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FAILURE OF SCREW PROPELLERS OF SHIPS OPERATING IN THE PACIFIC OCEAN BASIN

The reasons for failure of steel and nonferrous screws on ships and tugs of the Far-East Steamship Company operating in the Pacific are analyzed. The service life of nonferrous screws never exceeds by 1.5 times the service life of carbon steel screws and the two periods are frequently equal. Operations in heavy winter ice cause failures in 100% of the nonferrous screws and in 30--50% of the steel screws as a result of mechanical damage. Recently, tugs have been fitted with 1Kh14ND stainless steel screws which fail only for mechanical reasons, but call for careful manufacture because gas and scale inclusions in metal lead to corrosion-cavitation failures. Bronze screws are also subject only to mechanical failure, while regular steel screws suffer mainly from corrosion-cavitation failures. Nonferrous screws operate 21--108 months, while carbon steel screws operate 7--84 months, with the quality of the overhaul work having a great influence on the screw lifetime. Efforts should also be made to strengthen nonferrous screws for longer lifetime. Electrochemical methods must be developed to reduce the corrosion failure of steel screws.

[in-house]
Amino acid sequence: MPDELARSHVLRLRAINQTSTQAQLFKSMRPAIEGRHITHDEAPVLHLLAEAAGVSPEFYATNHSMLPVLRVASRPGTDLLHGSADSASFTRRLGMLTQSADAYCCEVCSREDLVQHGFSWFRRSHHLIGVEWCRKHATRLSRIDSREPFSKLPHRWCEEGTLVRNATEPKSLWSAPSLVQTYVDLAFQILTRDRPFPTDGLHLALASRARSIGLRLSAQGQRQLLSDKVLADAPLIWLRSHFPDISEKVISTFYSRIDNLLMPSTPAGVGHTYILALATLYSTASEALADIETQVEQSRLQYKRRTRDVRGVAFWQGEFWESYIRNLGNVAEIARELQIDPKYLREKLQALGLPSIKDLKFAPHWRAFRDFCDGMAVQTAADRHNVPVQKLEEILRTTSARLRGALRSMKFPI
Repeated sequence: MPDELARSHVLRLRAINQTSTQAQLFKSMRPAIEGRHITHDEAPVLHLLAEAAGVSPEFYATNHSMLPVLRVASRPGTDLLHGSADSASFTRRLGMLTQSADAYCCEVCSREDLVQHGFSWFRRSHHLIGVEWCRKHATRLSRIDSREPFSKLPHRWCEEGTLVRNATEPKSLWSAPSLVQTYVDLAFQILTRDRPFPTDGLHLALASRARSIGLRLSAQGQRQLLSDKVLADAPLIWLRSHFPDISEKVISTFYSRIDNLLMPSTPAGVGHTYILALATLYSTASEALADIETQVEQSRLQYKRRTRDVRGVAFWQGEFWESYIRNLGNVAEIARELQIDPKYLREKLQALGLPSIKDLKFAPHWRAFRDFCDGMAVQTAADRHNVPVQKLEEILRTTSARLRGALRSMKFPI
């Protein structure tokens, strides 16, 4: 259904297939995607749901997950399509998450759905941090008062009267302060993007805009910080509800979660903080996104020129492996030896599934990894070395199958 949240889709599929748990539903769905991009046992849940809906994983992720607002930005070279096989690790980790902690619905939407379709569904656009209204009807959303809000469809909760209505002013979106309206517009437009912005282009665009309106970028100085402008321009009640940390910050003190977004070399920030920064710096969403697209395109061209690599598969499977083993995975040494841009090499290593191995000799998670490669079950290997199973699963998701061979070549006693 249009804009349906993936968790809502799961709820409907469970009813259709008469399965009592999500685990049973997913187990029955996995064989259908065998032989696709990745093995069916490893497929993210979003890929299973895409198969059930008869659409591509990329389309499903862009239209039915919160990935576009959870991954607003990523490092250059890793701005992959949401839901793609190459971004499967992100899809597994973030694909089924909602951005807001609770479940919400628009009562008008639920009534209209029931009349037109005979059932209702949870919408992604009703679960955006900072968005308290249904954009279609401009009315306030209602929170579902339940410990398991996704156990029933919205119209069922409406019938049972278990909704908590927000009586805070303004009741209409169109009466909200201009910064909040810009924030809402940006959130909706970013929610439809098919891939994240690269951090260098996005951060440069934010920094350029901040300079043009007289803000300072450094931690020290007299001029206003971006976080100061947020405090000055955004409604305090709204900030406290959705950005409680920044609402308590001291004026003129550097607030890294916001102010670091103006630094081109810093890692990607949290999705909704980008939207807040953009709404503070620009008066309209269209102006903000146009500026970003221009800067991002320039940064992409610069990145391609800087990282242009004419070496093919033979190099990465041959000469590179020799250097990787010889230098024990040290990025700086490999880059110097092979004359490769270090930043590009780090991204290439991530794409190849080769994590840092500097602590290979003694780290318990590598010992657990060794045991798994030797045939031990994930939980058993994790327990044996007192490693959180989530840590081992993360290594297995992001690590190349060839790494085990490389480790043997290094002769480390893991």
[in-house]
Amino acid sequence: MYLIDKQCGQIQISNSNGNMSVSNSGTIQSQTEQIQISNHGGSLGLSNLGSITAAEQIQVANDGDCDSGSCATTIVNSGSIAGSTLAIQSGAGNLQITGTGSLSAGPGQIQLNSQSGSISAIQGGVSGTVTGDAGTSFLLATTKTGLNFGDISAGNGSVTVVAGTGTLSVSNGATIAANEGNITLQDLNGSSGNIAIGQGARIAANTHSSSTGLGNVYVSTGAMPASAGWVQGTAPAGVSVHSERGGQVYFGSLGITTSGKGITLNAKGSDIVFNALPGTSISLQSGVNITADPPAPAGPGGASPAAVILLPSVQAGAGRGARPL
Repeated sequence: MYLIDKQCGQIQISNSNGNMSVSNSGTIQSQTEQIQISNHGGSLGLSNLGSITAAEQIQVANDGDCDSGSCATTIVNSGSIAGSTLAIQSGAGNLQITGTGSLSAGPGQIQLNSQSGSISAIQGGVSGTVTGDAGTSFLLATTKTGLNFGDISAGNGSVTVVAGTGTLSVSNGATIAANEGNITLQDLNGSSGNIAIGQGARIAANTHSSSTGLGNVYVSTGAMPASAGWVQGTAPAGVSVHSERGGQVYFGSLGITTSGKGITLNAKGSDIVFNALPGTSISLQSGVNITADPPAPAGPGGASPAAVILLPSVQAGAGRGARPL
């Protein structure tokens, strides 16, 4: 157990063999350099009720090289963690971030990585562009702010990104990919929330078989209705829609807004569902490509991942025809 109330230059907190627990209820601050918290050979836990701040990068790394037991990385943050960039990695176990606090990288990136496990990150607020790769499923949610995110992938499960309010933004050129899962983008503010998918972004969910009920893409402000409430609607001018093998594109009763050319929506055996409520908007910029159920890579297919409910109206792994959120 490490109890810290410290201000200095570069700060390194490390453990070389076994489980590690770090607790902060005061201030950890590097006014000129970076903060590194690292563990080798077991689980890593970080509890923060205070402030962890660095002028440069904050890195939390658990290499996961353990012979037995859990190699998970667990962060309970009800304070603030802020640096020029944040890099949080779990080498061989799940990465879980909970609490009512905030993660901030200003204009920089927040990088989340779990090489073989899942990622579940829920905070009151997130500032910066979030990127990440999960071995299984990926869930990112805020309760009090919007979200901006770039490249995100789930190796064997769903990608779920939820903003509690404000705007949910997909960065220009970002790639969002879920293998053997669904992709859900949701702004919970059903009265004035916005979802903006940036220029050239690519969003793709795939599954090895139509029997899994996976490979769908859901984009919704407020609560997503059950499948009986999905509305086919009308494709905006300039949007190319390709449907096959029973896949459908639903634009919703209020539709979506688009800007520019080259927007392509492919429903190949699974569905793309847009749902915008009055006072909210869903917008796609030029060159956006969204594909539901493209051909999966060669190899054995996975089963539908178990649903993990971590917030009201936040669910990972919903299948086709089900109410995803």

• Corporate Authors:

    TsNIIMF

    Leningrad,   USSR 
  • Authors:
    • Kaplin, YuM
  • Publication Date: 1967

Media Info

Subject/Index Terms

Filing Info

  • Accession Number: 00014977
  • Record Type: Publication
  • Source Agency: Joint Publications Research Service
  • Files: TRIS
  • Created Date: May 7 1971 12:00AM